|5||A. Mamada, "Photoinduced Phase Transition of Gels", American Chemical Society--Macromolecules, 1990, 23, 1517-1519.|
|6||*||A. Mamada, Photoinduced Phase Transition of Gels , American Chemical Society Macromolecules , 1990, 23, 1517 1519.|
|7||A. Suzuki et al, "Phase Transition in Polymer Gels Induced by Visible Light", Letters to Nature, vol. 346, Jul. 26, 1990, pp. 345-347.|
|8||*||A. Suzuki et al, Phase Transition in Polymer Gels Induced by Visible Light , Letters to Nature , vol. 346, Jul. 26, 1990, pp. 345 347.|
|9||J. H. Clark et al, "Picosecond Studies of Excited-State Protonation & Deprotonation Kinetics, The Laser pH Jump", American Chemical Society, 1979, pp. 746-748.|
|10||*||J. H. Clark et al, Picosecond Studies of Excited State Protonation & Deprotonation Kinetics, The Laser pH Jump , American Chemical Society , 1979, pp. 746 748.|
|11||M. Irie et al, "Photoresponsive Polymers. 8. Reversible Photostimulated Dilation of Polyacrylamide Gels Having Triphenylmethane Leuco Derivatives", American Chemical Society--Macromolecules, 1986, 19, 2476-2480.|
|12||*||M. Irie et al, Photoresponsive Polymers. 8. Reversible Photostimulated Dilation of Polyacrylamide Gels Having Triphenylmethane Leuco Derivatives , American Chemical Society Macromolecules , 1986, 19, 2476 2480.|
|13||T. Tanaka et al, "Critical Behavior of Density Fluctuations in Gels", Physical Review Letters, vol. 38, No. 14, Apr. 4, 1977, pp. 771-774.|
|14||T. Tanaka et al, "Phase Transitions in Ionic Gels", The American Physical Society, vol. 45, No. 20, Nov. 17, 1980, pp. 1636-1639.|
|15||*||T. Tanaka et al, Critical Behavior of Density Fluctuations in Gels , Physical Review Letters , vol. 38, No. 14, Apr. 4, 1977, pp. 771 774.|
|16||*||T. Tanaka et al, Phase Transitions in Ionic Gels , The American Physical Society , vol. 45, No. 20, Nov. 17, 1980, pp. 1636 1639.|
|17||T. Tanaka, "Collapse of Gels and the Critical Endpoint", The American Physical Society, vol. 40, No. 12, Mar. 20, 1978, pp. 820-823.|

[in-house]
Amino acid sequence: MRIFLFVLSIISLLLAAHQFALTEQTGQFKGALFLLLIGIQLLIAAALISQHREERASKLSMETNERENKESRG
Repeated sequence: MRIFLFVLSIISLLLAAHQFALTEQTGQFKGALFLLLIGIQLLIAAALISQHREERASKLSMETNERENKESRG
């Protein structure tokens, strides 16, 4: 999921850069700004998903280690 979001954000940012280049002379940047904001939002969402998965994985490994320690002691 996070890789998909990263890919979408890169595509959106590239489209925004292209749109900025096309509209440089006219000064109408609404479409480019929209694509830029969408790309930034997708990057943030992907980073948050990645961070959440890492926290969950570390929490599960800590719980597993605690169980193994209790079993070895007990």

|18||*||T. Tanaka, Collapse of Gels and the Critical Endpoint , The American Physical Society , vol. 40, No. 12, Mar. 20, 1978, pp. 820 823.|
|Citing Patent||Filing date||Publication date||Applicant||Title|
|US5976648 *||Dec 13, 1996||Nov 2, 1999||Kimberly-Clark Worldwide, Inc.||Synthesis and use of heterogeneous polymer gels|
|US6015266 *||Aug 27, 1997||Jan 18, 2000||Baker Hughes Incorporated||Reactive material reciprocating submersible pump|
|US6120538 *||May 7, 1998||Sep 19, 2000||Massachusetts Eye And Ear Infirmary||Intra-ocular lens system including microelectric components|
|US6143138 *||Aug 20, 1998||Nov 7, 2000||The United States Of America As Represented By The Secretary Of The Navy||Visible light pH change for activating polymers and other pH dependent reactants|
|US6194073||Nov 2, 1999||Feb 27, 2001||Kimberly-Clark Worldwide, Inc||Synthesis and use of heterogeneous polymer gels|
|US6324429||May 7, 1999||Nov 27, 2001||Massachusetts Eye And Ear Infirmary||Chronically implantable retinal prosthesis|
|US6400489 *||Jul 5, 2000||Jun 4, 2002||Sony Corporation||Solid-state displacement element, optical element, and interference filter|
|US6405532 *||Jul 19, 2001||Jun 18, 2002||Environmental Robots, Inc.||Metal hydride artificial muscles|
|US6699442 *||May 12, 2000||Mar 2, 2004||The United States Of America As Represented By The Secretary Of The Navy||Visible light pH change for activating polymers and other pH dependent reactants|